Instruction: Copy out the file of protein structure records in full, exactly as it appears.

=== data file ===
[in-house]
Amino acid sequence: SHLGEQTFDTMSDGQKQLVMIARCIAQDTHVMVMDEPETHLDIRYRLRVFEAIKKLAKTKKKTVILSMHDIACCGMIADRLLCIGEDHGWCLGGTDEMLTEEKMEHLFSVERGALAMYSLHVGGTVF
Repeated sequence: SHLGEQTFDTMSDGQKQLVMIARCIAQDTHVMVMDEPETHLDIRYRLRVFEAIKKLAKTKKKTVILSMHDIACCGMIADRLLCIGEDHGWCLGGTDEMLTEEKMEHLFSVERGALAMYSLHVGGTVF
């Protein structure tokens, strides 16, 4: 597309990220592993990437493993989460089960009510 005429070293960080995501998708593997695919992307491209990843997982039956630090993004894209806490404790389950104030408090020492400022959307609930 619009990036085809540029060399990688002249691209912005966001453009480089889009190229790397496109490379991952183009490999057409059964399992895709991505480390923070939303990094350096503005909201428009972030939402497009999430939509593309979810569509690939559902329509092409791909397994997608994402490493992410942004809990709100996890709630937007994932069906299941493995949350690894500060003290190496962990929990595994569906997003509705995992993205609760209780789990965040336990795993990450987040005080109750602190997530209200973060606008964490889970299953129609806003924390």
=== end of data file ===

[in-house]
Amino acid sequence: SHLGEQTFDTMSDGQKQLVMIARCIAQDTHVMVMDEPETHLDIRYRLRVFEAIKKLAKTKKKTVILSMHDIACCGMIADRLLCIGEDHGWCLGGTDEMLTEEKMEHLFSVERGALAMYSLHVGGTVF
Repeated sequence: SHLGEQTFDTMSDGQKQLVMIARCIAQDTHVMVMDEPETHLDIRYRLRVFEAIKKLAKTKKKTVILSMHDIACCGMIADRLLCIGEDHGWCLGGTDEMLTEEKMEHLFSVERGALAMYSLHVGGTVF
């Protein structure tokens, strides 16, 4: 597309990220592993990437493993989460089960009510 005429070293960080995501998708593997695919992307491209990843997982039956630090993004894209806490404790389950104030408090020492400022959307609930 619009990036085809540029060399990688002249691209912005966001453009480089889009190229790397496109490379991952183009490999057409059964399992895709991505480390923070939303990094350096503005909201428009972030939402497009999430939509593309979810569509690939559902329509092409791909397994997608994402490493992410942004809990709100996890709630937007994932069906299941493995949350690894500060003290190496962990929990595994569906997003509705995992993205609760209780789990965040336990795993990450987040005080109750602190997530209200973060606008964490889970299953129609806003924390």